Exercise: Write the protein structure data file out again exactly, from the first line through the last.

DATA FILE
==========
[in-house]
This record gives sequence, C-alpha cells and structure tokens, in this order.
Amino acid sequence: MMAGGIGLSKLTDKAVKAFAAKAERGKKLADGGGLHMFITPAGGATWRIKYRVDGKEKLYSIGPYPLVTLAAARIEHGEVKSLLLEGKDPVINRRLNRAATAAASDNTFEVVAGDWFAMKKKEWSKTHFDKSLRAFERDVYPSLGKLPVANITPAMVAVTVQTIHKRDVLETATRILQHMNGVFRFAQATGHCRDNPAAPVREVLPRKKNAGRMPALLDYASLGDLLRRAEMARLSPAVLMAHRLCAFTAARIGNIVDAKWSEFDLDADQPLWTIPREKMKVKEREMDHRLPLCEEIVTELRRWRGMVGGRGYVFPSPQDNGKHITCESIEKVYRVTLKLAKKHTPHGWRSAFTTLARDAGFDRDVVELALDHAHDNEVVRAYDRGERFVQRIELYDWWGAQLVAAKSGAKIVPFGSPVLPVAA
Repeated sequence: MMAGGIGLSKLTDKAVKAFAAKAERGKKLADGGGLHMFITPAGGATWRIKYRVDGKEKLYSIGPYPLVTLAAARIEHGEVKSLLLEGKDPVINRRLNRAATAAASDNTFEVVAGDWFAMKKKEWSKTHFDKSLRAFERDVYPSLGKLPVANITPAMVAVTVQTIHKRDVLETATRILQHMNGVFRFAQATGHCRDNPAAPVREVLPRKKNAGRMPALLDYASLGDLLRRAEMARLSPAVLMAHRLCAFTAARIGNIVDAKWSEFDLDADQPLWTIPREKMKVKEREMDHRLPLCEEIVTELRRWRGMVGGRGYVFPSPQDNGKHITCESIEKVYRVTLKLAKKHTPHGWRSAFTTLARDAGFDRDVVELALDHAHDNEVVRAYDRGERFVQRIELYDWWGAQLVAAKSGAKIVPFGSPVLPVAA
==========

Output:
[in-house]
This record gives sequence, C-alpha cells and structure tokens, in this order.
Amino acid sequence: MMAGGIGLSKLTDKAVKAFAAKAERGKKLADGGGLHMFITPAGGATWRIKYRVDGKEKLYSIGPYPLVTLAAARIEHGEVKSLLLEGKDPVINRRLNRAATAAASDNTFEVVAGDWFAMKKKEWSKTHFDKSLRAFERDVYPSLGKLPVANITPAMVAVTVQTIHKRDVLETATRILQHMNGVFRFAQATGHCRDNPAAPVREVLPRKKNAGRMPALLDYASLGDLLRRAEMARLSPAVLMAHRLCAFTAARIGNIVDAKWSEFDLDADQPLWTIPREKMKVKEREMDHRLPLCEEIVTELRRWRGMVGGRGYVFPSPQDNGKHITCESIEKVYRVTLKLAKKHTPHGWRSAFTTLARDAGFDRDVVELALDHAHDNEVVRAYDRGERFVQRIELYDWWGAQLVAAKSGAKIVPFGSPVLPVAA
Repeated sequence: MMAGGIGLSKLTDKAVKAFAAKAERGKKLADGGGLHMFITPAGGATWRIKYRVDGKEKLYSIGPYPLVTLAAARIEHGEVKSLLLEGKDPVINRRLNRAATAAASDNTFEVVAGDWFAMKKKEWSKTHFDKSLRAFERDVYPSLGKLPVANITPAMVAVTVQTIHKRDVLETATRILQHMNGVFRFAQATGHCRDNPAAPVREVLPRKKNAGRMPALLDYASLGDLLRRAEMARLSPAVLMAHRLCAFTAARIGNIVDAKWSEFDLDADQPLWTIPREKMKVKEREMDHRLPLCEEIVTELRRWRGMVGGRGYVFPSPQDNGKHITCESIEKVYRVTLKLAKKHTPHGWRSAFTTLARDAGFDRDVVELALDHAHDNEVVRAYDRGERFVQRIELYDWWGAQLVAAKSGAKIVPFGSPVLPVAA